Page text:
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Comes faft upon us : good my brother Troilus,
Tell you the Lady what she is to do,
And hafte her to the purpuse.

Troi. Walk into her house:
I'll bring her to the Grecian presently ;
And to his hand when I deliver her,
Think it an altar, and thy brother Troilus
A priest, there offering to it his heart.

Par. I know, what 'tis to love ;
And 'would, as I shall pity, I could help!
Please you, walk in, my lords.


An Apartment in Pandarus's House.

Enter Pandarus and Cressida.
E moderate, be moderate.
you me of moderation ?




The grief is fine, full, perfect that I taste,
And in its seose is no less Itrong, than That
Which causeth it. How can I moderate it ?
If I could temporize with my

Or brew it to a weak and colder palate,
The like allayment could I give my grief:
My love admits no qualifying dross :

Enter Troilus.
No more my grief, in such a precious lofs.
Pan. Here, here, here he comes,- -a,

sweet duck! Cre. O Troilus, Troilus! Pan. What a pair of spectacles is here! let me

embrace too: Oh heart, (as the goodly saying is ;)

Oh heart, O heavy heart,

Why sigh'st thou without breaking ? where he answers again ;

Because thou can's not ease thy smart,

By friendship, nor by Speaking. There was never a truer rhyme. Let us cast away nothing, for we may live to have need of such a verse; we see it, we see it. How now, lambs?

Troi. Crefid, I love thee in so strange a purity,
That the bleft Gods, as angry with my fancy
(More bright in zeal than the devotion, which
Cold lips blow to their Deities) take thee from me.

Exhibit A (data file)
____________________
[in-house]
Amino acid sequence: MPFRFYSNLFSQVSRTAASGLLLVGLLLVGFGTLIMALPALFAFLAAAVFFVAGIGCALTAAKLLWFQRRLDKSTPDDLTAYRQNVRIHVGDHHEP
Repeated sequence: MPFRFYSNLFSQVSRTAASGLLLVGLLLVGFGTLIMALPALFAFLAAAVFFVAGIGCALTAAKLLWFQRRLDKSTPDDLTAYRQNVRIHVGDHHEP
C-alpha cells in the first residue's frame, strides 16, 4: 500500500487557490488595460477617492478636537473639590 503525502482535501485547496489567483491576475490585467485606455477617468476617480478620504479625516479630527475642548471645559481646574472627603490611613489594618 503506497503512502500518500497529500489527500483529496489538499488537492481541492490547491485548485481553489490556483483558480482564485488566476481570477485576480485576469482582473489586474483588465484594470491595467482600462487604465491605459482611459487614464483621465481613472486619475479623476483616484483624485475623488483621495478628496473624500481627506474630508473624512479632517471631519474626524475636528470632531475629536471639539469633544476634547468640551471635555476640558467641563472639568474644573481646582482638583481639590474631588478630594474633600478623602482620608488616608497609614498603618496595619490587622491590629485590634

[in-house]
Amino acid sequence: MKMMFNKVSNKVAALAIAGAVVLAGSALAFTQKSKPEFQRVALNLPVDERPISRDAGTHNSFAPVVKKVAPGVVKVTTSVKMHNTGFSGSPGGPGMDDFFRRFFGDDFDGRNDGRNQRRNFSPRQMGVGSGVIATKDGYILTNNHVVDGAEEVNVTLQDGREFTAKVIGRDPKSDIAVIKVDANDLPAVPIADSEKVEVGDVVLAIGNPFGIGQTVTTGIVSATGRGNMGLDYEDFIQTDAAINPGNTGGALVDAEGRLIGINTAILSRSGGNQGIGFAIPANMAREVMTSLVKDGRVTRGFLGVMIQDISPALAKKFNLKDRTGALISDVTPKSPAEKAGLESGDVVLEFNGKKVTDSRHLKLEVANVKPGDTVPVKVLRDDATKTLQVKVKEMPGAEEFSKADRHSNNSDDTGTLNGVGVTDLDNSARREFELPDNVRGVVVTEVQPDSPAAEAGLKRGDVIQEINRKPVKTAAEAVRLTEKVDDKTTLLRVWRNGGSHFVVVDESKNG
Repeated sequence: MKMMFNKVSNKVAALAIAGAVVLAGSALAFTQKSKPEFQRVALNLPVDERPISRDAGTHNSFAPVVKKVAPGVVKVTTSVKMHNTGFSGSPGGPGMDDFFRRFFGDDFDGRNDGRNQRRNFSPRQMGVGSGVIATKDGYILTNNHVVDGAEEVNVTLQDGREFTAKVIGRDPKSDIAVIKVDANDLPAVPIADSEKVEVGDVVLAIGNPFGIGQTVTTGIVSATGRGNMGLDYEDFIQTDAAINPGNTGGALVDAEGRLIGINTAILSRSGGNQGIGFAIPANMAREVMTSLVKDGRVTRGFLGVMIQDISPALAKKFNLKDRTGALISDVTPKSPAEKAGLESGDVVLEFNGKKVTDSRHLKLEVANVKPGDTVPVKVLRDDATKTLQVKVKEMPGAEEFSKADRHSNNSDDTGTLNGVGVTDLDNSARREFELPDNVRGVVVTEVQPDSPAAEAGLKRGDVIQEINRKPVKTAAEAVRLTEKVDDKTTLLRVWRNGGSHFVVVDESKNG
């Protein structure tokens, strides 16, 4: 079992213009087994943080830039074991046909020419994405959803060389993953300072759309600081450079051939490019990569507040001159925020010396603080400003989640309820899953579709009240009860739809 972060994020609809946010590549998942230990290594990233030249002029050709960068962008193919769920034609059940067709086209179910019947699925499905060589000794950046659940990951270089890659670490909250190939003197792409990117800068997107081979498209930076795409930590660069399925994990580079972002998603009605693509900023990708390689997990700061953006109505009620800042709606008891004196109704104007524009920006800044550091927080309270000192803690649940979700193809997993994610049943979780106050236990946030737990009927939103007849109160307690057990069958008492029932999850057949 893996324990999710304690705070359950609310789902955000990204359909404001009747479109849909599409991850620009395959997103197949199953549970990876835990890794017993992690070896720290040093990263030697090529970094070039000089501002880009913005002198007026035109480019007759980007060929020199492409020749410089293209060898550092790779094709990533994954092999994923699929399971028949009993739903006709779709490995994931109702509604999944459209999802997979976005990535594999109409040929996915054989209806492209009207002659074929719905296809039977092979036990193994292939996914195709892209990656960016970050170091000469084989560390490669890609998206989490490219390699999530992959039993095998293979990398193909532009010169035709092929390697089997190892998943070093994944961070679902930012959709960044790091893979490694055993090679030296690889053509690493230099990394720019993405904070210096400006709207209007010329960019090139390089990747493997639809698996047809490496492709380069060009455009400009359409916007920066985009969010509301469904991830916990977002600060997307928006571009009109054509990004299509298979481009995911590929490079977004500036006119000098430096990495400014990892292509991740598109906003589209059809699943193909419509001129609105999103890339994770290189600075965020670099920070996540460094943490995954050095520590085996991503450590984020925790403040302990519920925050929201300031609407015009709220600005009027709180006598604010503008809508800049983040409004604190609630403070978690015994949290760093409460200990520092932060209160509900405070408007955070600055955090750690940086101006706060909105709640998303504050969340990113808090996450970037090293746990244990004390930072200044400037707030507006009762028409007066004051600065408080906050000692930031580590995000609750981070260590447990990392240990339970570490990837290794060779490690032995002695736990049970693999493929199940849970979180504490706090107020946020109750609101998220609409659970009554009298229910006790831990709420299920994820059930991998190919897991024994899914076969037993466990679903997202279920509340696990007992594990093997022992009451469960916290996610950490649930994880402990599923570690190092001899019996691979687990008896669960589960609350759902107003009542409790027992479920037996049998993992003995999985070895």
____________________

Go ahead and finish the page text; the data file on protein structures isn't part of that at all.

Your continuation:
Cre. Have the Gods envy?
Pan. Ay, ay, 'tis too plain a case.
Cre. And is it true, that I must go from Troy ?
Troi. A hateful truth!
Cre. What; and from Troilus too?
Troi. From Troy, and Troilus.
Cre. Is it possible?

Troi. And suddenly: whilc injury of chance
Puts back leave-taking, juslles roughly by
All time of pause, rudely beguiles our lips
Of all rejoindure, forcibly prevents


Our lock'd embraces, strangles our dear vows,
Ev'n in the birth of our own labouring breath.
We two, that with so many thousand fighs
Each other bought, must poorly sell ourselves
With the rude brevity and discharge of one.
Injurious Time now, with a robber's hafte,
Crams his rich thiev'ry up, he knows not how.
As many farewels as be stars in heaven,
With distinct breath and confign'd kifles to them,
He fumbles up all in one loose adieu ;
And scants us with a single familh'd kiss,
Diftafted with the salt of broken tears..

Æneas. (within.] My lord, is the lady ready ?

Troi.Hark! you are call'd. Some fay, the Genius so Cries, come, to him that instantly must die. Bid them have patience ; she shall come anon.

Pan. Where are my tears ? rain, to lay this wind, or my heart will be blown up by the root.

[Exit Pandarus. Cre. I must then to the Grecians? Troi. No remedy.

Cre. A woful Cressid 'mongst the merry Greeks ! When shall we see again? Troi. Hear me, my love ; be thou but true of

Cre. I true! how now, what wicked Deem is this?

Troi. Nay, we must use ex poftulation kindly,
For it is parting from us :-
I speak not, be thou true, as fearing thee :
For I will throw my Glove to Death himself,
That there's no maculation in thy heart ;
But, be thou true, say I, to fashion in
My fequcnt protestation : be thou true,
And I will see thee.

Cre. O, you shall be expos'd, my lord, to dangers
As infinite, as imminent : but, I'll be true.
Iroi. And I'll grow friend with danger. Wear
this fleeve.